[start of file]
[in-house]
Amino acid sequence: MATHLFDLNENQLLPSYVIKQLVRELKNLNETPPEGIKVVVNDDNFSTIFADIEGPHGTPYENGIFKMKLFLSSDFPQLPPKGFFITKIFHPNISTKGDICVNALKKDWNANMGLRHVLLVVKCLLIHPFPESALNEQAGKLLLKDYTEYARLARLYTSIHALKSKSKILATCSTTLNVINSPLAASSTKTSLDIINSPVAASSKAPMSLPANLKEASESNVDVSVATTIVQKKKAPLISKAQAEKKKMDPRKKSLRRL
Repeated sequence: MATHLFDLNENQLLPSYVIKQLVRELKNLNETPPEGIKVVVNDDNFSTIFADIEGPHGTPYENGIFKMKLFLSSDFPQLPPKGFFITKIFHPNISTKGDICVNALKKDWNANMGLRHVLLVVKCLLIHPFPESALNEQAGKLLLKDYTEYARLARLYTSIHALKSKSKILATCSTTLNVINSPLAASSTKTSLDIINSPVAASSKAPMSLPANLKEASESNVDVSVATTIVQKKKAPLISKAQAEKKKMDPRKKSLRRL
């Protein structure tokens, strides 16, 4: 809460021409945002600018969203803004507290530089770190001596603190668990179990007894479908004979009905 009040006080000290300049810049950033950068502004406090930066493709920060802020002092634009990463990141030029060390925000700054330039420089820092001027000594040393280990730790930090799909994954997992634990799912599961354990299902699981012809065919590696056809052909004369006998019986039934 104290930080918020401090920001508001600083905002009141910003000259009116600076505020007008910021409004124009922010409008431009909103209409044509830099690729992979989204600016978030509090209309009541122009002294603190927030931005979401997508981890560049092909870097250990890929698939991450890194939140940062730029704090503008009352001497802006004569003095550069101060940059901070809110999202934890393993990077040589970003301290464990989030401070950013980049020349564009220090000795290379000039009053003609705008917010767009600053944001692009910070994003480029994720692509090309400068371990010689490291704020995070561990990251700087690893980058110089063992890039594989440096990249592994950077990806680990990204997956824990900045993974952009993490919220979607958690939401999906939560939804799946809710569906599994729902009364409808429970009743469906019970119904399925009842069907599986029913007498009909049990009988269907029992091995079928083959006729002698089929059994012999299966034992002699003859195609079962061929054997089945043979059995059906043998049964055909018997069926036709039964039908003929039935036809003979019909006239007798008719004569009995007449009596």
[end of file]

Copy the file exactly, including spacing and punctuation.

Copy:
[in-house]
Amino acid sequence: MATHLFDLNENQLLPSYVIKQLVRELKNLNETPPEGIKVVVNDDNFSTIFADIEGPHGTPYENGIFKMKLFLSSDFPQLPPKGFFITKIFHPNISTKGDICVNALKKDWNANMGLRHVLLVVKCLLIHPFPESALNEQAGKLLLKDYTEYARLARLYTSIHALKSKSKILATCSTTLNVINSPLAASSTKTSLDIINSPVAASSKAPMSLPANLKEASESNVDVSVATTIVQKKKAPLISKAQAEKKKMDPRKKSLRRL
Repeated sequence: MATHLFDLNENQLLPSYVIKQLVRELKNLNETPPEGIKVVVNDDNFSTIFADIEGPHGTPYENGIFKMKLFLSSDFPQLPPKGFFITKIFHPNISTKGDICVNALKKDWNANMGLRHVLLVVKCLLIHPFPESALNEQAGKLLLKDYTEYARLARLYTSIHALKSKSKILATCSTTLNVINSPLAASSTKTSLDIINSPVAASSKAPMSLPANLKEASESNVDVSVATTIVQKKKAPLISKAQAEKKKMDPRKKSLRRL
């Protein structure tokens, strides 16, 4: 809460021409945002600018969203803004507290530089770190001596603190668990179990007894479908004979009905 009040006080000290300049810049950033950068502004406090930066493709920060802020002092634009990463990141030029060390925000700054330039420089820092001027000594040393280990730790930090799909994954997992634990799912599961354990299902699981012809065919590696056809052909004369006998019986039934 104290930080918020401090920001508001600083905002009141910003000259009116600076505020007008910021409004124009922010409008431009909103209409044509830099690729992979989204600016978030509090209309009541122009002294603190927030931005979401997508981890560049092909870097250990890929698939991450890194939140940062730029704090503008009352001497802006004569003095550069101060940059901070809110999202934890393993990077040589970003301290464990989030401070950013980049020349564009220090000795290379000039009053003609705008917010767009600053944001692009910070994003480029994720692509090309400068371990010689490291704020995070561990990251700087690893980058110089063992890039594989440096990249592994950077990806680990990204997956824990900045993974952009993490919220979607958690939401999906939560939804799946809710569906599994729902009364409808429970009743469906019970119904399925009842069907599986029913007498009909049990009988269907029992091995079928083959006729002698089929059994012999299966034992002699003859195609079962061929054997089945043979059995059906043998049964055909018997069926036709039964039908003929039935036809003979019909006239007798008719004569009995007449009596």